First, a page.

Dr Hillary Shaw

Job: Visiting Fellow

Faculty: Business and Law

School/department: Department of Politics & Public Policy

Address: De Montfort University, The Gateway, Leicester, LE1 9BH

T: 0116 257 7826

E: hillary.shaw@dmu.ac.uk

W: www.dmu.ac.uk

 

Personal profile

Dr Hillary J. Shaw has held posts at the University of Southampton, where he conducted research into the effects on local communities of the expansion of Tesco supermarkets, also the University of Leeds and Audencia (Nantes Business School), France.  His doctorate, awarded by the University of Leeds in 2004, addresses the economics, geography and sociology of food consumer choice and obesity, particularly the dynamics and evolution of the food desert phenomenon.

The author of many journal articles, book chapters and reports, his first monograph, The Consuming Geographies of Food: Diet, Food Deserts and Obesity (Routledge 2014), examines the development of the current global food system and discusses how sustainable and accessible political and economic structures for feeding the future global population of ten billion can be achieved.  A further monograph, Corporate Social Responsibility, Social Justice and the Global Food Supply Chain (Routledge 2019), explores CSR in relation to food justice, food policy and the environment, the food retailing industry and its global supply chains.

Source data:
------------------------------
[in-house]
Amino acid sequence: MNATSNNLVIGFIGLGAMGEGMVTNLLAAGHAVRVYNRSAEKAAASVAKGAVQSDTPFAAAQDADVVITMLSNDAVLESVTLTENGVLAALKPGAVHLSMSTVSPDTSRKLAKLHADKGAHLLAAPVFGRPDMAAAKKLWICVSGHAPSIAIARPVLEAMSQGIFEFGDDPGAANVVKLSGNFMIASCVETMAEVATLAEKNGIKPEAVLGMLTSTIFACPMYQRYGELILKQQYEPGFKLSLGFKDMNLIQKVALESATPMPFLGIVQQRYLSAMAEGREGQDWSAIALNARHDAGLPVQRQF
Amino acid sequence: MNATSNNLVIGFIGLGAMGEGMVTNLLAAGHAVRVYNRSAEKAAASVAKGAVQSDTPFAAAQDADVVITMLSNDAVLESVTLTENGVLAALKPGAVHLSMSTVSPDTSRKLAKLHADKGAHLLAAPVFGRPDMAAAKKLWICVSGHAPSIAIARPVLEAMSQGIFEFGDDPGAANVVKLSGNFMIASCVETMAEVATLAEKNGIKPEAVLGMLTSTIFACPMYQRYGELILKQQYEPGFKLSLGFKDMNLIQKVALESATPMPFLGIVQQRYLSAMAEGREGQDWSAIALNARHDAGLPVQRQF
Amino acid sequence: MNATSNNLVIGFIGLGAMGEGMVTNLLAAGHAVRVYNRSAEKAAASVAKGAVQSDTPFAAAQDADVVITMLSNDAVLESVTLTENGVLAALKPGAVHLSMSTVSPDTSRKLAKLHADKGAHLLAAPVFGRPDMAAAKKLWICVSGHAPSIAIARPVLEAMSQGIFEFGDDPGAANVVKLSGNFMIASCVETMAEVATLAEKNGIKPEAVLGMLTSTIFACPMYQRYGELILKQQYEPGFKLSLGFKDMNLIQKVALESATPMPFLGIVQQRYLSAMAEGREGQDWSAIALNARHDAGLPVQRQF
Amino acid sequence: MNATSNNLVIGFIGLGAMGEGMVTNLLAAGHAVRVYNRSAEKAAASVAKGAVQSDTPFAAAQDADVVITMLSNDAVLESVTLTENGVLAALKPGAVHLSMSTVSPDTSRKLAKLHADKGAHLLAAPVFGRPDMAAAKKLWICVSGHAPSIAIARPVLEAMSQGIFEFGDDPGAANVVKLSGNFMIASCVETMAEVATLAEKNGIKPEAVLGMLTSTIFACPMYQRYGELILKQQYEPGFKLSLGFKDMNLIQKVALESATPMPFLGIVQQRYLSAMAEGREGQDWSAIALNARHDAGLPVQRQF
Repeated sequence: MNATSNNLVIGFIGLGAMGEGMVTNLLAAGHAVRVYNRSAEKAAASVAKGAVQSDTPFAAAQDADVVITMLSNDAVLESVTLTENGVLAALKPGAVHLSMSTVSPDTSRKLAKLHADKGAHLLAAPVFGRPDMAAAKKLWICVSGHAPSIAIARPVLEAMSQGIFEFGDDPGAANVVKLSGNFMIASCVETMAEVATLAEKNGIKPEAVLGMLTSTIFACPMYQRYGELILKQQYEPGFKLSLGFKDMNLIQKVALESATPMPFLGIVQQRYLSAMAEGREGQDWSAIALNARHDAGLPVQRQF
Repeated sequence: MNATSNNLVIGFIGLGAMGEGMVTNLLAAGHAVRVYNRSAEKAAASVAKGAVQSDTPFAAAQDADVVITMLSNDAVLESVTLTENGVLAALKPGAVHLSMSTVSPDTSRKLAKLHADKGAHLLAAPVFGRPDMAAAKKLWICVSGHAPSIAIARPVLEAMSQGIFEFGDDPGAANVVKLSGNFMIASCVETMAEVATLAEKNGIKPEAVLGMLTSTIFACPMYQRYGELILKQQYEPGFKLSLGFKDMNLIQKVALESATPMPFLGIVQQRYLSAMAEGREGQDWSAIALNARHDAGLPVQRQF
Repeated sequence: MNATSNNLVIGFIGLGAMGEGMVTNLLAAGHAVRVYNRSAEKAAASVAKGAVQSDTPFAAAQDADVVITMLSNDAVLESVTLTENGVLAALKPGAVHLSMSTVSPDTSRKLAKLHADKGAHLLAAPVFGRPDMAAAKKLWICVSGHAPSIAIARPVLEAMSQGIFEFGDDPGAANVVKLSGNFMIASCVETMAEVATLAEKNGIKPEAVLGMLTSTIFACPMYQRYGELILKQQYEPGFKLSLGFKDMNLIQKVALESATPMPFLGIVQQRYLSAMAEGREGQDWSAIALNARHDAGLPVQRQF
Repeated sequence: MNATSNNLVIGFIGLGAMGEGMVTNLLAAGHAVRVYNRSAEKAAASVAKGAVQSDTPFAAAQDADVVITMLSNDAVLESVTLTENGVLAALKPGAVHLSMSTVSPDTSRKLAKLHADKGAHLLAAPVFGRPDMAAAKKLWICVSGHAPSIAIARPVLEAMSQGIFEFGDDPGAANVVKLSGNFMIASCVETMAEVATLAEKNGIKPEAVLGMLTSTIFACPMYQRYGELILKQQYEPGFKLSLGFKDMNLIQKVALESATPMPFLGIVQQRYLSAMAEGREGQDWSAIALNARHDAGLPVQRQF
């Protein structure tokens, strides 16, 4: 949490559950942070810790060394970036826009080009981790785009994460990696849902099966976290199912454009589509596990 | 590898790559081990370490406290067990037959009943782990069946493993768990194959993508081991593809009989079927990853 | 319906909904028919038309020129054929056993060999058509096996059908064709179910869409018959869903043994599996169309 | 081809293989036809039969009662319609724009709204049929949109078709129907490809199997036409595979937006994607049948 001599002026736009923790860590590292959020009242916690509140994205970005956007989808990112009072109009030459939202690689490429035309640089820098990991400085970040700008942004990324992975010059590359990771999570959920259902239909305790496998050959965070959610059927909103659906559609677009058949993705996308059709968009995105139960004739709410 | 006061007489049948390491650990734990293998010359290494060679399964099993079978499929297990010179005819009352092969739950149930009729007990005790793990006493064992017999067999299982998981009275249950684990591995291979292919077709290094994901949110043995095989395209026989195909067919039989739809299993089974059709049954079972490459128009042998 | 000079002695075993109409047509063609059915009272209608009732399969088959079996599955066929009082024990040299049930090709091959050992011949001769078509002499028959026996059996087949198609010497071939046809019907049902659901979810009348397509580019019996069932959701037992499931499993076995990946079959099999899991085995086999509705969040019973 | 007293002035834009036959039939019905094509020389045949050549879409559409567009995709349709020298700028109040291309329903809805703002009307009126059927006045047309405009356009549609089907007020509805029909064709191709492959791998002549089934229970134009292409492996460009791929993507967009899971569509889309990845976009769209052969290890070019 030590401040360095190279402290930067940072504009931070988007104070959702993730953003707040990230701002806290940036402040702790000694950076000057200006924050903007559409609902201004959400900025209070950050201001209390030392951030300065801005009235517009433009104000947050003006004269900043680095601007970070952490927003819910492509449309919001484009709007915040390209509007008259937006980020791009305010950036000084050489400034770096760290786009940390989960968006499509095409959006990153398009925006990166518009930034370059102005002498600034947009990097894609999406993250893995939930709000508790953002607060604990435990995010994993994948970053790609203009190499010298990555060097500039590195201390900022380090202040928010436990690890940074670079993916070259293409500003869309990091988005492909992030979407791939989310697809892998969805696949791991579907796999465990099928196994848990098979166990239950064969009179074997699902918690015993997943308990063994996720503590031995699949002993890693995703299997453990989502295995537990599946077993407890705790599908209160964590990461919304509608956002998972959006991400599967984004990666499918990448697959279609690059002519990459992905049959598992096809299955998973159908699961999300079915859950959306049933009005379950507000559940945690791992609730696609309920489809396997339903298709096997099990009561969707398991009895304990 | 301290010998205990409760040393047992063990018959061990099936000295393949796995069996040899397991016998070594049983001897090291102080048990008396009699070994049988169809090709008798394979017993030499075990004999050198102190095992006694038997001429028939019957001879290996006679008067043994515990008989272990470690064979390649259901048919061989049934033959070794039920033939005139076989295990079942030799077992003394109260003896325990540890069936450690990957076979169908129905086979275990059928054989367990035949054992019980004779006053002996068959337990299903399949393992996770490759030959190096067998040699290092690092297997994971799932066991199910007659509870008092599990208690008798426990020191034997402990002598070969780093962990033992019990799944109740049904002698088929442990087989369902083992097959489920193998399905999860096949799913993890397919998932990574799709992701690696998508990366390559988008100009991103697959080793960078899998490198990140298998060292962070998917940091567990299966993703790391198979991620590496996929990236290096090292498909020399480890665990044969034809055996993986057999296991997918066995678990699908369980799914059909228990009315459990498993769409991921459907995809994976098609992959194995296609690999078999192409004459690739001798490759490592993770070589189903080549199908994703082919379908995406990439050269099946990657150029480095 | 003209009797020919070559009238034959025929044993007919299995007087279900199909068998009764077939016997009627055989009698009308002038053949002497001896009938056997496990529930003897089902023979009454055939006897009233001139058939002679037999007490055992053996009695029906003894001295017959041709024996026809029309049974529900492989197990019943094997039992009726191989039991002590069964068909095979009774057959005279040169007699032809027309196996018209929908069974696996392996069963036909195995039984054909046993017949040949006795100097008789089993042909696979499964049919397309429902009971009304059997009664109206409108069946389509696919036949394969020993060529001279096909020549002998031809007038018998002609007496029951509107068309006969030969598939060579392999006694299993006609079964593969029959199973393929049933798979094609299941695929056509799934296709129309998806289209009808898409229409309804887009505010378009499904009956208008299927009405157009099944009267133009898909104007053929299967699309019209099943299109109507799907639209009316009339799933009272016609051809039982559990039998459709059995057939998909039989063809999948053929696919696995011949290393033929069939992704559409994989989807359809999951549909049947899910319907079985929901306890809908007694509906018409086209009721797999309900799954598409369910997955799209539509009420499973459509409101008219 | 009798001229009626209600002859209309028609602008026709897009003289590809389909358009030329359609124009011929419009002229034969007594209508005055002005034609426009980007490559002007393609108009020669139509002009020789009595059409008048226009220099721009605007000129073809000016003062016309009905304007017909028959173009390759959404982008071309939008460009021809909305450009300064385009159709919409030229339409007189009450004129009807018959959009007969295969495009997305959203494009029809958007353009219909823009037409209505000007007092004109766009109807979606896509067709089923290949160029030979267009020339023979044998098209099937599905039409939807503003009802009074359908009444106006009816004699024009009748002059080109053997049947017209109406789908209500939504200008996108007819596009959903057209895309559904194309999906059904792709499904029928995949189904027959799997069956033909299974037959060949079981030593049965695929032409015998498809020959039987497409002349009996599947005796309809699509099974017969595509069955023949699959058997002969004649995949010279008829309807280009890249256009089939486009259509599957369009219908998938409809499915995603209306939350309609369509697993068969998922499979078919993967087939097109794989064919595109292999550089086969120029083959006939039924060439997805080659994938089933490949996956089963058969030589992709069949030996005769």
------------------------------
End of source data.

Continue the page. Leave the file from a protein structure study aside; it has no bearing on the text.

Hillary is currently investigating the effects of austerity on the health and obesity of deprived regions of Britain, including South Wales, Manchester and Humberside.

Research group affiliations

Centre for Urban Research on Austerity (CURA)

Research interests/expertise

Sustainable economic development, austerity and inequality, corporate social responsibility, the integration of global and local food systems

Areas of teaching

Consumer economics and sociology, particularly in relation to diet and health, corporate social responsibility, food retailing, business ethics, economic geography

Qualifications

BA Hons (University of Lancaster) 1992

PhD (University of Leeds) 2004

Key research outputs

Books

  • Corporate Social Responsibility, Social Justice and the Global Food Supply Chain (2019) Routledge, 240pp.  An interdisciplinary exploration of the effectiveness of regulatory frameworks and current CSR initiatives, in relation to the supermarket industry and national and global food supply chains.
  • The Consuming Geographies of Food: Diet, Food Deserts and Obesity (2014) Routledge, 210 pp)  An interdisciplinary critical analysis of the various spatial and non-spatial factors mediating inter alia food access, economics, health and diet.

 E-books

  • Community & Communications 2018 This book, available on Amazon or (with preview) at http://fooddeserts.org/images/Bookshop.htm  A comprehensive encyclopaedia of essential socio-demographic and economic information on every country in the world; uniquely it traces the evolution of a wide range of societal data back for several centuries, providing data unavailable anywhere else on the Internet